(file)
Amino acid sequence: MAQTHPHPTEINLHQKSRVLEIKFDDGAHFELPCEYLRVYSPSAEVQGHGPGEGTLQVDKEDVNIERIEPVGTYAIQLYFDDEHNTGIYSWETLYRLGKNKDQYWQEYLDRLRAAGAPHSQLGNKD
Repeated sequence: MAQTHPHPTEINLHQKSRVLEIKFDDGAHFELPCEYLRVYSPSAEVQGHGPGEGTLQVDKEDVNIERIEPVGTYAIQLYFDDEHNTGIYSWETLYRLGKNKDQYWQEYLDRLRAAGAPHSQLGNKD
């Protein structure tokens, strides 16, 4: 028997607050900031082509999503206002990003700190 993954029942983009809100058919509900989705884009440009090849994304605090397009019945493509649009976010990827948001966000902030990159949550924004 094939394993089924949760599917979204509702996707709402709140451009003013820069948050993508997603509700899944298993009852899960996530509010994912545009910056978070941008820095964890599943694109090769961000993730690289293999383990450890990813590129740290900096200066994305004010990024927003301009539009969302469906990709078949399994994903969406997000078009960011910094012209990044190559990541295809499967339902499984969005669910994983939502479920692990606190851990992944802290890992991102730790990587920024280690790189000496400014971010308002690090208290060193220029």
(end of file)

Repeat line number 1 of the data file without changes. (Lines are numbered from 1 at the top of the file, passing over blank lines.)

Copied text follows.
Amino acid sequence: MAQTHPHPTEINLHQKSRVLEIKFDDGAHFELPCEYLRVYSPSAEVQGHGPGEGTLQVDKEDVNIERIEPVGTYAIQLYFDDEHNTGIYSWETLYRLGKNKDQYWQEYLDRLRAAGAPHSQLGNKD